w(E) = \begin{cases} \hfill0\hfill & E\notin I \\
\mathcal{P}_\alpha(E;z_\alpha) & E\in I \end{cases}
$$
with $\alpha=\pi/\max\{p+2,r+2\}$ ($r$ is the integer from the third assumption). Notice
that Lemma~\ref{PoisLemma} implies $w\in C^r(\Reals)$.
Because $f_n$ is harmonic on $\tri_\alpha$,
\begin{equation}\label{3:fest}
\int_I f_n(E) w(E) dE = f_n(z_\alpha) -
\int_{\Lambda_\alpha} f_n(E) \mathcal{P}_\alpha(z;z_\alpha) |dz|.
\end{equation}
Lemma \ref{TIest} immediately gives a ($n$-independent) bound on $f_n(z_\alpha)$.
Combining this Lemma with Lemma~\ref{PoisLemma} shows that the integral over $\Lambda_\alpha$
is also bounded (the $\epsilon^{-p}$ growth of $f_n(E+i\epsilon)$ is cancelled by
$\epsilon^{(\pi-\alpha)/\alpha}$ decay of $\mathcal{P}_\alpha$). Thus, we see that
$\int f_n(E) w(E) dE$ is uniformly bounded.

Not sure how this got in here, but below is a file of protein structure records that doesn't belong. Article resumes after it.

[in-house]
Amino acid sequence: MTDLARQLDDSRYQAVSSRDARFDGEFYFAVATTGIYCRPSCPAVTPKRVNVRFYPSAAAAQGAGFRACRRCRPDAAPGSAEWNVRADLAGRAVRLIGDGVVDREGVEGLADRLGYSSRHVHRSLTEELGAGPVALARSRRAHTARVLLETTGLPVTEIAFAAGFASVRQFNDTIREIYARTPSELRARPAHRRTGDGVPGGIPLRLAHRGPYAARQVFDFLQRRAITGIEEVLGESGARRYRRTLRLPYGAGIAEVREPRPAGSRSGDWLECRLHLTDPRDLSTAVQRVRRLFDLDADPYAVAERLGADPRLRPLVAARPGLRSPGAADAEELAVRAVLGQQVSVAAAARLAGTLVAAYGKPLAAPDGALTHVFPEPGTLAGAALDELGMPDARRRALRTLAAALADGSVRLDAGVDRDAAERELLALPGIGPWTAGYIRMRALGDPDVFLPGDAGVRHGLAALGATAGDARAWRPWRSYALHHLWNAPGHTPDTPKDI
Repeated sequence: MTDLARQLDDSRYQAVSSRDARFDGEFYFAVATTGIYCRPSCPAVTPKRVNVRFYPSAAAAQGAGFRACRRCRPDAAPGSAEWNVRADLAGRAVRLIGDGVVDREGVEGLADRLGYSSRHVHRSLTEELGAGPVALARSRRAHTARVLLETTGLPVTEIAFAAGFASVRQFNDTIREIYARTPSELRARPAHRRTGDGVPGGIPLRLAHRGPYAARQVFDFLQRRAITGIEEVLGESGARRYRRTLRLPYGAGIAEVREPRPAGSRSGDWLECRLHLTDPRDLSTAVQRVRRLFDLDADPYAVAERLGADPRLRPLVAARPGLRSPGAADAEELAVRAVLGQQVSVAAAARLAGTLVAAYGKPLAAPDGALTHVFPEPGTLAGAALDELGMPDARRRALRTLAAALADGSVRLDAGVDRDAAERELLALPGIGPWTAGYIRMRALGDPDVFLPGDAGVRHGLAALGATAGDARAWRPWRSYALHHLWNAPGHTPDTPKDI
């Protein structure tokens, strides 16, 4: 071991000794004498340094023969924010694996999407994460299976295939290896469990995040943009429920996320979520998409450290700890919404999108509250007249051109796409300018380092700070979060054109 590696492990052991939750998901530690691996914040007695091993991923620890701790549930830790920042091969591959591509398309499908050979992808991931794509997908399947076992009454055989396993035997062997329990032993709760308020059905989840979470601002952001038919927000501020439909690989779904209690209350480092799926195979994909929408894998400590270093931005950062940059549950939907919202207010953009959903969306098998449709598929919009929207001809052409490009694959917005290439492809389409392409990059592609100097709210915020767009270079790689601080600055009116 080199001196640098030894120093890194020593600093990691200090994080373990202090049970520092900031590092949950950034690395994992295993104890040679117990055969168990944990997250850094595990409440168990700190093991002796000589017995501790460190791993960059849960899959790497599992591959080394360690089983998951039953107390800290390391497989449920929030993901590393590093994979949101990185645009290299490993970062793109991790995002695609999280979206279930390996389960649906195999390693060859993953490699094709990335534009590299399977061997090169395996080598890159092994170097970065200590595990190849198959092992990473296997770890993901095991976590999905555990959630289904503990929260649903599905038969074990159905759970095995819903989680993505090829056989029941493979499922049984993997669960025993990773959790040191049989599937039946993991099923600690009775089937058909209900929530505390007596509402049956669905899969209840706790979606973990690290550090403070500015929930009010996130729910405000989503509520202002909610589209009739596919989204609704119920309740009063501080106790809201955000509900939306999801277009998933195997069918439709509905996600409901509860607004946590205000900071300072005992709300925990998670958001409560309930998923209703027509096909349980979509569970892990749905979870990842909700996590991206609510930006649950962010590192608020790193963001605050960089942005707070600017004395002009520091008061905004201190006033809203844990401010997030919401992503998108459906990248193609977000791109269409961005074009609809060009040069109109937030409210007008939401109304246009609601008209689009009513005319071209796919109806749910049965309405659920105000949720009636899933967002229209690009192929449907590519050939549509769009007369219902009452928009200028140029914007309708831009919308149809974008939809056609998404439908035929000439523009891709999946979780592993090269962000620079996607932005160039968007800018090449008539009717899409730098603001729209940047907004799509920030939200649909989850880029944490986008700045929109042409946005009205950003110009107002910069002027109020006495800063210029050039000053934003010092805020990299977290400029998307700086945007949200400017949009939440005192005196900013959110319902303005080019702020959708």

Consider now $\Re\tr\{[R(z)V_n]^\ell\}$. The integral kernel for the resolvent, $R(z)$, is
just the Green function, $G(x,y;z)$ which extends continuously from $z\in\Cmplx^+$ to $I$
(by assumption). Therefore, for each $\ell$, $\tr\{[R(z)V_n]^\ell\}$ also has a continuous
extension to $z\in I$ and
$$
\Re \int \tr\Big\{ {\big[R(E+i0)V_n\big]} \Big\} w(E)\,dE =
\iint \big[ \Re\,G(x,x;E+i0)\big] V_n(x) w(E)\,dx\,dE
$$
or, more generally,
\begin{gather*}
\Re \int \tr\Big\{ {\big[R(E+i0)V_n\big]}^\ell \Big\} w(E)\,dE\\
=\iint K(x_1,\ldots,x_\ell;E+i0)\, V_n(x_1)\cdots V_n(x_\ell)\,
dx_1\ldots dx_\ell\,w(E)\,dE
\end{gather*}
The kernel $K$ is exactly the same one defined in (\ref{Kdefn}). In this way, we see that
assumption iii) has been contrived precisely to bound the integrals of the traces.
To recap, we have shown that $\int f_n(E) w(E)\,dE$ and each
$$
\int \Re\tr\{[R(E+i0)V_n]^\ell\} w(E)\,dE \qquad 1\leq \ell \leq p-1
$$
is bounded uniformly in $n$. Combining these with (\ref{fatr}) demonstrates that
$$
\sup_n \int \log|a_n(E+i0)| w(E)\,dE < \infty
$$
With this, we apply Proposition~\ref{mainprop} to conclude that $I\subseteq\Sigac(H+V)$.
\end{proof}
%%%%%%%%%%%%%%%%%%%%%%%%%%%%%%%%%%%%%%%%%%%%%%%%%%%%%%%%%%%%%%%%%%%%%%%%%%%%%%%%%%%%%%%%%%
\section{Examples}\label{S:Ex}